Thirty Meter Telescope construction permit revoked by Hawaii Supreme Court is hailed as a victory for the native Hawaiians and protesters opposing its construction.
The Thirty Meter Telescope (TMT) project was first announced in 2009. The Thirty Meter Telescope is deemed the most performant telescope to be built. Taking a prime spot in the Mauna Kea Observatory, the TMT would have been build on the Mauna Kea peak.
However, the 1.4 billion dollars scientific project was opposed ever since its announcement by native Hawaiians. Mauna Kea is a revered cultural sight, bearing great spiritual significance for native Hawaiians.
Albeit the project guaranteed good stewardship of Mauna Kea and open access to the cultural sights, protests and conflict have constantly made the news. Now, as the Hawaii Supreme Court invalidated the construction permit for the TMT, the protesters celebrated the decision.
According to the Hawaii Supreme Court decision, the construction permit for the Thirty Meter Telescope was awarded wrongfully by the Department of Land and Natural Resources.
“Quite simply, the board put the cart before the horse when it issued the permit before the request for a contested case hearing was resolved and the hearing was held. Accordingly, the permit cannot stand”,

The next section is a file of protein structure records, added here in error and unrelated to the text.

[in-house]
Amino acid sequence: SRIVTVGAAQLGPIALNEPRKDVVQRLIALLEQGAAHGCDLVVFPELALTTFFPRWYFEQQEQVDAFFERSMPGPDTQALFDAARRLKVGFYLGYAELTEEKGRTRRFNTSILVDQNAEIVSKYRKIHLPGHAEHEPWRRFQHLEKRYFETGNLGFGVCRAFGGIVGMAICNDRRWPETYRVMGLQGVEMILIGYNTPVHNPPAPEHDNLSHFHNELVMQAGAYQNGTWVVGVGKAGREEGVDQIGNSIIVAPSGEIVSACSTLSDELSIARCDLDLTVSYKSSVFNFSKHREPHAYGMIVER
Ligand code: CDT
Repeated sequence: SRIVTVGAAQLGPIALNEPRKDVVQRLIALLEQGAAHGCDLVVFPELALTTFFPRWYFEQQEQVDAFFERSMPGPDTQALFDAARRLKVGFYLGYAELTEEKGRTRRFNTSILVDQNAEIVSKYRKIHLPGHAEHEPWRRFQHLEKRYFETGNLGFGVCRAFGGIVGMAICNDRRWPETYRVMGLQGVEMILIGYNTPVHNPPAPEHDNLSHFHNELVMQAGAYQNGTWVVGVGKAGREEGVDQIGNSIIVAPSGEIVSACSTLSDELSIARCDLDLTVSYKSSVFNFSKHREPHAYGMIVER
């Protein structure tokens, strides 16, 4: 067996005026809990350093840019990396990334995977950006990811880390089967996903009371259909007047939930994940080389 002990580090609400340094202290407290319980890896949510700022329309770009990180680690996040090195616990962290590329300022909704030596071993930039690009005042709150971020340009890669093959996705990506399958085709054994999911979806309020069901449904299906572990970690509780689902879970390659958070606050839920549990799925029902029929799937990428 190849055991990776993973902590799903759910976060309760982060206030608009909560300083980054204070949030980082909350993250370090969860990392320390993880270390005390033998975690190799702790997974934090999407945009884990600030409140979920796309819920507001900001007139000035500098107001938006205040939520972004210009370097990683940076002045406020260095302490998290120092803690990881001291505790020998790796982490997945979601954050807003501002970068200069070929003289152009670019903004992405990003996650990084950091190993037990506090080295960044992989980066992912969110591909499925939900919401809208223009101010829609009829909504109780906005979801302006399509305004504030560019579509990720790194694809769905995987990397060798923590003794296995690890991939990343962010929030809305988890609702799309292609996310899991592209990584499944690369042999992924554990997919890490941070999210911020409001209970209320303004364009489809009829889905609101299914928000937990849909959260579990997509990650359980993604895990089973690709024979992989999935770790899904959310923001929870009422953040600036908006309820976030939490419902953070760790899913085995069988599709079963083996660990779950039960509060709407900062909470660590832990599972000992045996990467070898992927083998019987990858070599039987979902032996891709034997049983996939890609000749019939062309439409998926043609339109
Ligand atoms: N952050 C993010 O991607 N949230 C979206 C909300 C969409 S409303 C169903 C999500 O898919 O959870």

reads a short fragment of the opinion issued by the Hawaii Supreme Court.
The Board of Land and Natural Resources issued the construction for the Thirty Meter Telescope in 2011. At the time, the protesters arguing against the construction had the right to participate in a contested hearing. However, the construction permit was released before the protesters’ contested hearing was scheduled.
As a result, more protests followed, many resulting in property damage, roads blocked and several arrests. As the Thirty Meter Telescope construction permit revoked by Hawaii Supreme Court has left the continuation of the project on shaky grounds, the chair of the TMT International Observatory Board of Directors Henry Yang declared the process will be followed lawfully and the decision is met with full respect.
The Thirty Meter Telescope on Mauna Kea would have a collecting area nine times that of the conventional optical telescopes. Its position on Mauna Kea peak would render it unique in its ability to catch glimpses of objects as far a 13 billion light years distance. Scientifically, the Thirty Meter Telescope would have been an open window to the earlier stages of the universe, providing unique insights to scientists.
Photo Credits: Wikimedia